Imprinting Evolution and Cancer

Randy Jirtle
Department of Radiation Oncology; Duke University Medical Center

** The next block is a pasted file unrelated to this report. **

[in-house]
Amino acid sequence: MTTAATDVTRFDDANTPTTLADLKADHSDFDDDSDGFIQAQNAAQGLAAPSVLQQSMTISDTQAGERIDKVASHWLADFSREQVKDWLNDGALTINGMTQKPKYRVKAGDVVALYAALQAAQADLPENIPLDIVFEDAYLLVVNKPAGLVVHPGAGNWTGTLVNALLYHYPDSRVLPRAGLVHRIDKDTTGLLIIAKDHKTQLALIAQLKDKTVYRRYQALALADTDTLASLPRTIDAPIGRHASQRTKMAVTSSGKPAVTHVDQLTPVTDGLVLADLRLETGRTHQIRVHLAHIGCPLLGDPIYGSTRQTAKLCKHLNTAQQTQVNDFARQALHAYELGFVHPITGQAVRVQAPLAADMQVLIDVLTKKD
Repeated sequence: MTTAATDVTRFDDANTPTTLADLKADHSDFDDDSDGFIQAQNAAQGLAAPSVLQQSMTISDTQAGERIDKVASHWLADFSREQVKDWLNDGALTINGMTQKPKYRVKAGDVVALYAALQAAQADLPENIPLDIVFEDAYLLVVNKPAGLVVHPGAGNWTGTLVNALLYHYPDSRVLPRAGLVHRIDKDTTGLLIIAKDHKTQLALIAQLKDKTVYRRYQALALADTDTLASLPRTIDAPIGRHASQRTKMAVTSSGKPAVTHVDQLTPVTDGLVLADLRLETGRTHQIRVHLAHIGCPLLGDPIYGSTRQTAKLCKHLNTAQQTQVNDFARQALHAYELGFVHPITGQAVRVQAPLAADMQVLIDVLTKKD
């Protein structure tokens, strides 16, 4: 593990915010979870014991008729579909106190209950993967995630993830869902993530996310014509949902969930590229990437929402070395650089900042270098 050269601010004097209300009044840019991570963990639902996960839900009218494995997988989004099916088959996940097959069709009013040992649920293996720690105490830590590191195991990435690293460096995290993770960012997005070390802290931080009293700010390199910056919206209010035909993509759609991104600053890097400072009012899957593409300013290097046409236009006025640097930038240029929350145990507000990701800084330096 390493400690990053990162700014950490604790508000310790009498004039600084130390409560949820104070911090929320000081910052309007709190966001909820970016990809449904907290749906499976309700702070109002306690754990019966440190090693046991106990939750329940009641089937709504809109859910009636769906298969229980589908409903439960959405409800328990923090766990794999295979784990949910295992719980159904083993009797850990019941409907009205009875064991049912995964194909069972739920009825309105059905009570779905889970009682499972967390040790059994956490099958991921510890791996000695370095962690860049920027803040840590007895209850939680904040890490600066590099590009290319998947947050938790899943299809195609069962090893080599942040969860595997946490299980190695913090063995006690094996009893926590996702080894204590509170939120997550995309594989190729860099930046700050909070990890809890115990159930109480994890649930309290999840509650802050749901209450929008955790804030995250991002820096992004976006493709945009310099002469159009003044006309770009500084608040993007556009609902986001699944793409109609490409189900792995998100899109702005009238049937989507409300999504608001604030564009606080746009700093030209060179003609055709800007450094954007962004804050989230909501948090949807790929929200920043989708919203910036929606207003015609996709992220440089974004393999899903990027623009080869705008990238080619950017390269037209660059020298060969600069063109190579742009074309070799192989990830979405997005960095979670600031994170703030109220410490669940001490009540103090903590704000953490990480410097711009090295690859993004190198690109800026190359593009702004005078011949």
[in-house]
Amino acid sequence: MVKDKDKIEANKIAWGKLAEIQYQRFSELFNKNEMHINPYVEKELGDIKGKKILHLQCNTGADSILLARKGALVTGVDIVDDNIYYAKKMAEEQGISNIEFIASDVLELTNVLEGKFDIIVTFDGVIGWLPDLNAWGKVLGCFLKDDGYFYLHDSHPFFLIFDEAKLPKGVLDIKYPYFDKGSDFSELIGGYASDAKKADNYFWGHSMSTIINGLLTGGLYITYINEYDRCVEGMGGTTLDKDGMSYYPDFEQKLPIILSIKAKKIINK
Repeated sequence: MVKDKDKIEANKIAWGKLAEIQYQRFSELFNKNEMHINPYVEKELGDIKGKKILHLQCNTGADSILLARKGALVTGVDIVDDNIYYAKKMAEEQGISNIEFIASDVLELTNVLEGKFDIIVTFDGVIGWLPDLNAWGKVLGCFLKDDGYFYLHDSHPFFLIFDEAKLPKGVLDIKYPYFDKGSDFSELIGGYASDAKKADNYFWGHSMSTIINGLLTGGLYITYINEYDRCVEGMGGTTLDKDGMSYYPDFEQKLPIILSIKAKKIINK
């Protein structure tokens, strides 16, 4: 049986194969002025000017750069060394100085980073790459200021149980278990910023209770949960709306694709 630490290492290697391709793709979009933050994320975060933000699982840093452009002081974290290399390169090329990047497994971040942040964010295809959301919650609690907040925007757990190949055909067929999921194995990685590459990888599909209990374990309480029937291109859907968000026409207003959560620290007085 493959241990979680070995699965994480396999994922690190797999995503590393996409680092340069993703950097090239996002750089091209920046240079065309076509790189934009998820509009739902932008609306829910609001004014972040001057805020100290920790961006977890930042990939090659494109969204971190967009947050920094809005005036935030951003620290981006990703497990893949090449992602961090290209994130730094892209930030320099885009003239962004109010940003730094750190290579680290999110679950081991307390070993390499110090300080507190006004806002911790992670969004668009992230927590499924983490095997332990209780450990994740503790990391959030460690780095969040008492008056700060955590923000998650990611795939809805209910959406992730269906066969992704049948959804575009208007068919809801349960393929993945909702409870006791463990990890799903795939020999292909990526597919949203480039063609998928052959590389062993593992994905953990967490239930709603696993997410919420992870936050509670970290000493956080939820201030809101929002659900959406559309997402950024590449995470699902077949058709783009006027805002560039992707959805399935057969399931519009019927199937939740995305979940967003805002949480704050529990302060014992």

Imprinted genes normally function to control embryonic growth and development. They also are involved in cancer because their functional haploid state makes them vulnerable to being either inactivated or overexpressed. The mannose 6-phosphate/insulin-like growth factor II receptor (M6P/IGF2R) targets lysosomal enzymes to the lysosomes, and regulates the bioavailability of extracellular growth factors such as TGFß1 and IGF2. We have shown that M6P/IGF2R is mutated early and frequently in a number of cancers, including those in liver, breast and lung. It is imprinted in mice, but postnatal M6P/IGF2R imprinting in humans is a polymorphic trait, with most individuals expressing both alleles. This marked species difference in M6P/IGF2R imprinting between mice and humans provides a plausible explanation for the enhanced sensitivity of mice to tumor formation, and also has implications concerning carcinogen risk assessment based on animal models. These unique M6P/IGF2R characteristics make this gene a valuable model for investigating imprint-induced cancer susceptibility, somatic propagation of imprinting and the phylogenetic origin of imprinting. (This research was supported in part by NIH grants CA25951and ES08823, DOD grant DAMDl7-98-1-8305, AstraZeneca, Ltd., Rohm and Haas, Inc. and Sumitomo Chemical Co., Ltd.).